Meet Jennie. Reading champion. Softball mom. Pediatrician.
Before Jennie Lyons was a physician, she was a small child in a small town in Maine. And as soon as her little legs could walk, her mom would take her to the library. Every week they’d come home with armloads of books, and every night her parents would read her a bedtime story. That simple habit had a dramatic impact, shaping who she is today.
Jennie fell in love with words, became an incredible reader, and uncovered a passion for learning. She developed the tools she needed to do well in school—in language and science classes alike. Good grades meant she had her choice of colleges. She selected the University of Rochester in New York where she majored in biochemistry. From there, she attended the Medical College of Pennsylvania and completed a residency in pediatrics at Dartmouth in New Hampshire.
“Reading was the fundamental start to who I am today,” she says. “I attribute my life success to being a strong reader. I feel passionate enough about it that I want to share that with the world, or at least with my patients.”
One of the ways Dr. Lyons passes her enjoyment of literacy on to the families she cares for is through Vancouver Clinic’s Reach Out and Read program, which she leads. The program puts free books into the hands of kids ages 6 months to 5 years old during each well-child visit. Families get help starting a little home library and learn about the value of reading from their pediatrician. Doctors know that story time is about more than hearing new words. It’s an opportunity to develop empathy and kindness, practice listening, and feel close to Mom and Dad.
Dr. Lyons says she loves it when kids who have been in the program a while start peeking around for a book as soon as she enters the exam room, or when toddlers refuse to leave until they’ve heard their new story. It’s not uncommon for her patients to figure out that she’s a sucker for getting them hooked on books.
“Some kids will ask if I’ll read the book, and I can’t help but sit down and at least read a few pages,” she admits.
Eventually her patients age out of the program, transitioning from sweet baby to grade school student in a blink. Now some of the first patients she ever cared for at the clinic are teens and young adults—just like her own four children. Dr. Lyons says she has developed an affinity for working with older kids.
“When I first started practicing, I was a little afraid of seeing teenagers,” she reveals. “Now I love them. One of the hardest things is when they turn 18 and have to go see a grownup doctor.”
In the handful of years before she sends them off, Dr. Lyons strives to be a listening ear and to hear what they have to say with an open mind. She loves getting one-on-one time with teens so she can understand their perspective without the filter of a parent or grandparent. As a mom to a transgender teen, she particularly enjoys supporting kids in the LGBTQ+ community and creating a safe space for them.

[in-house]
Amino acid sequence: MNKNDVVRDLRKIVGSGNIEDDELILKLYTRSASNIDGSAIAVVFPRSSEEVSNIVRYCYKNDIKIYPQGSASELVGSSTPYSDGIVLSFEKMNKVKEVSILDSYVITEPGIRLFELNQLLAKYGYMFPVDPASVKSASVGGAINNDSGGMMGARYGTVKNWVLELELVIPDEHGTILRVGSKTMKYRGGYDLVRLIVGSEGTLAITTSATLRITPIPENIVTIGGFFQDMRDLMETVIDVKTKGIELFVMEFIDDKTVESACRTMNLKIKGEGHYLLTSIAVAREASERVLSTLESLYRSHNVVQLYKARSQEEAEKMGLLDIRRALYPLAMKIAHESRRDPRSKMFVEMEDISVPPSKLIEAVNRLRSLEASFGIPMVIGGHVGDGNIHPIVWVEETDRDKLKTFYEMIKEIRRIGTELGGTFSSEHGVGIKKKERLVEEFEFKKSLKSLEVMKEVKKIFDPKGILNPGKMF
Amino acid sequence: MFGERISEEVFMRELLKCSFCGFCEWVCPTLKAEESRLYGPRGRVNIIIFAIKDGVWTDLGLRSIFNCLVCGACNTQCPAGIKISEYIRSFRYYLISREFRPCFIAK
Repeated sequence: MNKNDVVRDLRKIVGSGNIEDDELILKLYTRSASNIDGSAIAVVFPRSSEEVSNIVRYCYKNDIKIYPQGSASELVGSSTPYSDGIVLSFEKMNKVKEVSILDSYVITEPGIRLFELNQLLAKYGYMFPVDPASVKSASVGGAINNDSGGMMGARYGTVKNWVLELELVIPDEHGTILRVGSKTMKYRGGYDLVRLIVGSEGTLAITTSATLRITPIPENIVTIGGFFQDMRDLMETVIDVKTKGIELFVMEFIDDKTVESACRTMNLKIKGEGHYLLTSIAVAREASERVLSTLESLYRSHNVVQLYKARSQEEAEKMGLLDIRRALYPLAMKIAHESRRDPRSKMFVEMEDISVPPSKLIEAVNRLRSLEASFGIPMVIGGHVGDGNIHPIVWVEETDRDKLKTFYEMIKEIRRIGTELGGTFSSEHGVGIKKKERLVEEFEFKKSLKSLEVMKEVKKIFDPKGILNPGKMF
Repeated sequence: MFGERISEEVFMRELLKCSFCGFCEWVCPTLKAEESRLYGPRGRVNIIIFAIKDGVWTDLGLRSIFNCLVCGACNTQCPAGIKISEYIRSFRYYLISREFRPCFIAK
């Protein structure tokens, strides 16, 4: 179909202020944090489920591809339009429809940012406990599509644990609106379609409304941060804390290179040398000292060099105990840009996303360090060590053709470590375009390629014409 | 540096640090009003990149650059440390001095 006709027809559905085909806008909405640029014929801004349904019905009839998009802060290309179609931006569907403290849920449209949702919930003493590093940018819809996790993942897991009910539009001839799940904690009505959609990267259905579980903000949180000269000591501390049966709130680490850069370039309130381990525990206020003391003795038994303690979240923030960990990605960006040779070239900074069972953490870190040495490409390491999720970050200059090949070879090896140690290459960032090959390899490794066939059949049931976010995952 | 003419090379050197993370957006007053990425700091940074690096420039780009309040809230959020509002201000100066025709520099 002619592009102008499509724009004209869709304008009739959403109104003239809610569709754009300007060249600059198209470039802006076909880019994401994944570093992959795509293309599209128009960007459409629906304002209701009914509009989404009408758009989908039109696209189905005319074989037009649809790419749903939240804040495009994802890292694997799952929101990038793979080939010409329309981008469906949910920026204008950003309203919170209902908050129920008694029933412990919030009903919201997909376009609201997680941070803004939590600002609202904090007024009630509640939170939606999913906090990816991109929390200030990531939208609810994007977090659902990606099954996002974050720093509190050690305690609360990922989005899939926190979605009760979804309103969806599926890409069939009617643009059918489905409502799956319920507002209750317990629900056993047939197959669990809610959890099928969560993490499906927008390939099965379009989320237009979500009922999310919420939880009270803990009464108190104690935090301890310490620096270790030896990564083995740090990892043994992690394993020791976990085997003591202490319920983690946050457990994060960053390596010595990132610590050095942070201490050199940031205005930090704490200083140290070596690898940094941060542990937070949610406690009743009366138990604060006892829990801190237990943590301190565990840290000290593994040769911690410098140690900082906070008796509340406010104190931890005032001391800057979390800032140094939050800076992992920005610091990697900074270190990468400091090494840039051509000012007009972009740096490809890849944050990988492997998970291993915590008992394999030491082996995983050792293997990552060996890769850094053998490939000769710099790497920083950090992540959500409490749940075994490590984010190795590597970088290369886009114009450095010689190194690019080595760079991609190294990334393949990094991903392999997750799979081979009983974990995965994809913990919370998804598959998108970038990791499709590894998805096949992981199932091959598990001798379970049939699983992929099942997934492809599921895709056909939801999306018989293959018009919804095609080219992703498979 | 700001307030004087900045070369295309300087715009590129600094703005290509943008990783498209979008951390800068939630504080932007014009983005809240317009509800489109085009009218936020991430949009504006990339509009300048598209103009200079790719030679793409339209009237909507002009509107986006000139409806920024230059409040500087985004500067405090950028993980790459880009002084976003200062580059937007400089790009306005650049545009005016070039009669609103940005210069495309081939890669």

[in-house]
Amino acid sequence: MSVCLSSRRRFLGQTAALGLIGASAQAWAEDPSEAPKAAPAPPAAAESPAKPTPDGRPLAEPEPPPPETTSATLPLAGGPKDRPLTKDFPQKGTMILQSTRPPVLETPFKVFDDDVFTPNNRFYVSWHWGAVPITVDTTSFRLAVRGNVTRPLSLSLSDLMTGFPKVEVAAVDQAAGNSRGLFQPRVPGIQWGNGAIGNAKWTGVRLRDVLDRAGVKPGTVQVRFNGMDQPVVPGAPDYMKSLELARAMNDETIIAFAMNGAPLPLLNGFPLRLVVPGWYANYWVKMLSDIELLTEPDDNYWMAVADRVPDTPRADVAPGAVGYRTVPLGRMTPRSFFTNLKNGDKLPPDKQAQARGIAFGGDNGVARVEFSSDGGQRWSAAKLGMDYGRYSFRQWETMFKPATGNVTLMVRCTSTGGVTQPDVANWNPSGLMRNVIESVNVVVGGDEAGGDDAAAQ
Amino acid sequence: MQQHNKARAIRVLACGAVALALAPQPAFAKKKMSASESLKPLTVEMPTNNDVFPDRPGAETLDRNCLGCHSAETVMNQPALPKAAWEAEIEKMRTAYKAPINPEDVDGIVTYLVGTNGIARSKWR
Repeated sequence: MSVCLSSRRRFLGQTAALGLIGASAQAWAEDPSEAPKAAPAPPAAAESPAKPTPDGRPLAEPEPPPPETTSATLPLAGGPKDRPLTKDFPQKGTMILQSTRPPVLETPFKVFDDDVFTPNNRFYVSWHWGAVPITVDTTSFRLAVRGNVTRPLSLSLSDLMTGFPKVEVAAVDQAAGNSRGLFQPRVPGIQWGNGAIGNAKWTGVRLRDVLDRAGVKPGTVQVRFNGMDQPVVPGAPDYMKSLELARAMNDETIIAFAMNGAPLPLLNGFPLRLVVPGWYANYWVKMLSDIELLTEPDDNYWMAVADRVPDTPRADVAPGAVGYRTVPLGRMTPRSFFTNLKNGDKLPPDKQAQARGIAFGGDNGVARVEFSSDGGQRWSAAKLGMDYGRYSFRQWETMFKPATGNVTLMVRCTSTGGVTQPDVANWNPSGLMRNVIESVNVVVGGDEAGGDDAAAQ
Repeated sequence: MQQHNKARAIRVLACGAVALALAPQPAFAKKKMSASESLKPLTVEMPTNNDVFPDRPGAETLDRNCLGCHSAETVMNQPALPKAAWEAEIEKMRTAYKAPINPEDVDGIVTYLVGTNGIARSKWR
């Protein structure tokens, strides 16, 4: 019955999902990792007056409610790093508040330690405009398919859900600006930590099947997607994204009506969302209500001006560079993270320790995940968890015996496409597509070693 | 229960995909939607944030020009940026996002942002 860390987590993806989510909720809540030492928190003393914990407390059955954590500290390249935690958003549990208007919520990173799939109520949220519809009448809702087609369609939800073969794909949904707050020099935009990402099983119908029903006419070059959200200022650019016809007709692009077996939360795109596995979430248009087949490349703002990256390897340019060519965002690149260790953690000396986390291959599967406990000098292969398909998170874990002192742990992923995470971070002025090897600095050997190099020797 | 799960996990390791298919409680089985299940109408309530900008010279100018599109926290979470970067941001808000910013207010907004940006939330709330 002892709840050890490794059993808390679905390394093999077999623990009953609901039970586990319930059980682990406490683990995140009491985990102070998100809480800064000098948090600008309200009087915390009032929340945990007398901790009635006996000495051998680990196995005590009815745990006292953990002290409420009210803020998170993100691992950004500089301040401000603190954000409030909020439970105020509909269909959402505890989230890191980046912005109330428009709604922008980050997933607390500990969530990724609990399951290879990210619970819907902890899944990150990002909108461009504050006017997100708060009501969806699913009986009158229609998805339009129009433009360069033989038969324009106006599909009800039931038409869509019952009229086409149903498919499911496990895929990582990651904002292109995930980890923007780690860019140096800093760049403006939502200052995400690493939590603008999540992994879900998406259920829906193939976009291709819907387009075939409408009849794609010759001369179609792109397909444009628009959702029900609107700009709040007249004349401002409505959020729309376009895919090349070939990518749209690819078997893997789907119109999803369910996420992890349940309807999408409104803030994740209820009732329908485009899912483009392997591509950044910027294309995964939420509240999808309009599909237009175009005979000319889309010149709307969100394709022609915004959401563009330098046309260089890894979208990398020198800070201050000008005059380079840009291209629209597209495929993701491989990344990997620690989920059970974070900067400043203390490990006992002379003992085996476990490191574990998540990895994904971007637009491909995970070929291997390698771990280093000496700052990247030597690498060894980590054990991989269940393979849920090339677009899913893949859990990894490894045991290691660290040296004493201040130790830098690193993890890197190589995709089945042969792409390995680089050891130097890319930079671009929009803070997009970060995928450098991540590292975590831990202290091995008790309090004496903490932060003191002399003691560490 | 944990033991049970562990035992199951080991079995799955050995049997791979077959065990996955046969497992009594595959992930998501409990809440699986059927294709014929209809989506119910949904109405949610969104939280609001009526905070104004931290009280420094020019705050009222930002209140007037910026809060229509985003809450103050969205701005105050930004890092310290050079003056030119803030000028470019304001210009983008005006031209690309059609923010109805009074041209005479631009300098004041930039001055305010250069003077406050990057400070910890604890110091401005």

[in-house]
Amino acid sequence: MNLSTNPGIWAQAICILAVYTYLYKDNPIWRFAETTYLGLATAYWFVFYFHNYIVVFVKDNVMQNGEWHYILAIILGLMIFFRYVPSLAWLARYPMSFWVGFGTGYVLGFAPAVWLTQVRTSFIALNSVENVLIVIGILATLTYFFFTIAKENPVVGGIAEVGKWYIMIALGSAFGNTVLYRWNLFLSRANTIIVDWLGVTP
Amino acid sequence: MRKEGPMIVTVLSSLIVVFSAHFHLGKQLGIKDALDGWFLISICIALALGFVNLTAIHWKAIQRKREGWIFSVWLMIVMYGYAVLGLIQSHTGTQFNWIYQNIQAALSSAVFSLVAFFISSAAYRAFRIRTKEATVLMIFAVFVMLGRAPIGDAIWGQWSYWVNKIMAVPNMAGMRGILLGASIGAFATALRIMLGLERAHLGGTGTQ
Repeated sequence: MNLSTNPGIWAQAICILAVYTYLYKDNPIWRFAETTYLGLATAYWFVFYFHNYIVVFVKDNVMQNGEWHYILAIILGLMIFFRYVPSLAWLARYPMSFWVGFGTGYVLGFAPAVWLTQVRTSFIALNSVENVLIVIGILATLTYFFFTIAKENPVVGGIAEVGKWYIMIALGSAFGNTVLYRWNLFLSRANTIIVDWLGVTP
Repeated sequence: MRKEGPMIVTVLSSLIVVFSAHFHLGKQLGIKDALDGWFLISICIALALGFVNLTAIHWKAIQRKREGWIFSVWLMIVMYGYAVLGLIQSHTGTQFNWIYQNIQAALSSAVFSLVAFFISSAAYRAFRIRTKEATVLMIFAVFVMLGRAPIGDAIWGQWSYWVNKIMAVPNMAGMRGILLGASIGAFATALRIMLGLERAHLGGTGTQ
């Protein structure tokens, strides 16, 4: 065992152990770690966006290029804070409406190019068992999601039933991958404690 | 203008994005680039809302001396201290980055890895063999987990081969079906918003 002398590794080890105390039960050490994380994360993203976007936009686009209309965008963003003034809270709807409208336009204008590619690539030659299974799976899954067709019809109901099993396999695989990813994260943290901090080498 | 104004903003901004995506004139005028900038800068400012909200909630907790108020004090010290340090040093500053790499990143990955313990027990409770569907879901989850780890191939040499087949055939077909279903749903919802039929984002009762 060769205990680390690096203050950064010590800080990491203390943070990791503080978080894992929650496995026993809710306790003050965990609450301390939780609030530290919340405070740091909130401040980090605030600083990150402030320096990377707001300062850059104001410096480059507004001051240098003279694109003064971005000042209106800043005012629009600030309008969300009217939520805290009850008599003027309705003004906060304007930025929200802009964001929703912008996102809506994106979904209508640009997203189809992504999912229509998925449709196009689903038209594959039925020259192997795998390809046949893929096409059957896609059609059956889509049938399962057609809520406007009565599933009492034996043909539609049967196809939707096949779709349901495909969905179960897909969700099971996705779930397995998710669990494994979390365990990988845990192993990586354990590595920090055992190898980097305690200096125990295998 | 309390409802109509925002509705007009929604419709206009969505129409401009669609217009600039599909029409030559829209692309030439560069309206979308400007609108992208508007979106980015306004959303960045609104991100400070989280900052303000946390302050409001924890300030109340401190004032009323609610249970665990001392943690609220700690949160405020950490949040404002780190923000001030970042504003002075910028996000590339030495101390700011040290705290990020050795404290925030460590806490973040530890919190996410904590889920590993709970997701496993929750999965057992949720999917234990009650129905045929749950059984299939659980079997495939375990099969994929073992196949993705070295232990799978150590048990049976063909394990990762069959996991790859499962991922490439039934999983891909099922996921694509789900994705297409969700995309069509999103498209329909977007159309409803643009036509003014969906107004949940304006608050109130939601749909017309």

Notably, that space will look physically different come fall. Dr. Lyons is one of several providers who will be opening Vancouver Clinic’s newest location in Camas. The two-story building is the clinic’s tenth location and was built using a new design that increases patient privacy in the front and staff and provider collaboration in the back. It’s similar to the Ridgefield location that opened in August 2019.
“I love change,” she says. “I love doing things differently and trying new things. I was one of the first adopters of electronic medical records. I volunteer to do things differently all the time. So I’m really excited to work there.”
Dr. Lyons also loves to get involved in whatever’s going on around her. When her son played soccer she assisted his teams. When her daughter joined an arts and academics program, Dr. Lyons stepped up to become president of fundraising. With her third child, it’s softball. She’s cheerleader, scorekeeper, snack giver, and medic at countless practices and games. Her husband and family are her focus outside of work, and nothing brings her more joy than supporting them.
Although she does love a good cake. Dr. Lyons started baking and decorating elaborate birthday cakes for her kids when they were little. Now that they’re older they see it as a challenge to stump Mom. She’s made cacti and succulents out of buttercream, recreated van Gogh’s Starry Night, and crafted a dinosaur eating a strawberry. Sometimes her clinic colleagues benefit from her crafty confections. She once brought in an epic Minion cake, among others. However, while baking is a fun diversion, she says she has no dreams of a career change. Her heart lies in medicine.
“I just connect with kids and with pediatric patients,” she says. “It seems natural and easy. I feel a magic there that I don’t feel anywhere else.”